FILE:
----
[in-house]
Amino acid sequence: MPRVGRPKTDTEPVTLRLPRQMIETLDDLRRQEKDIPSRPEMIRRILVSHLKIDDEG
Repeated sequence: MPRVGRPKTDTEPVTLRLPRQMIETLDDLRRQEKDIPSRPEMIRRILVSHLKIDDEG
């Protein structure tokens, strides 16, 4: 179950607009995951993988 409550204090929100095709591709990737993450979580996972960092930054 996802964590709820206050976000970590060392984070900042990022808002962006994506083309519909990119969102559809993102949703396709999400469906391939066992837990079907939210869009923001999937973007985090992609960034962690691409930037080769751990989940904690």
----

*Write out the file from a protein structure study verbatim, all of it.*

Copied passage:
[in-house]
Amino acid sequence: MPRVGRPKTDTEPVTLRLPRQMIETLDDLRRQEKDIPSRPEMIRRILVSHLKIDDEG
Repeated sequence: MPRVGRPKTDTEPVTLRLPRQMIETLDDLRRQEKDIPSRPEMIRRILVSHLKIDDEG
């Protein structure tokens, strides 16, 4: 179950607009995951993988 409550204090929100095709591709990737993450979580996972960092930054 996802964590709820206050976000970590060392984070900042990022808002962006994506083309519909990119969102559809993102949703396709999400469906391939066992837990079907939210869009923001999937973007985090992609960034962690691409930037080769751990989940904690």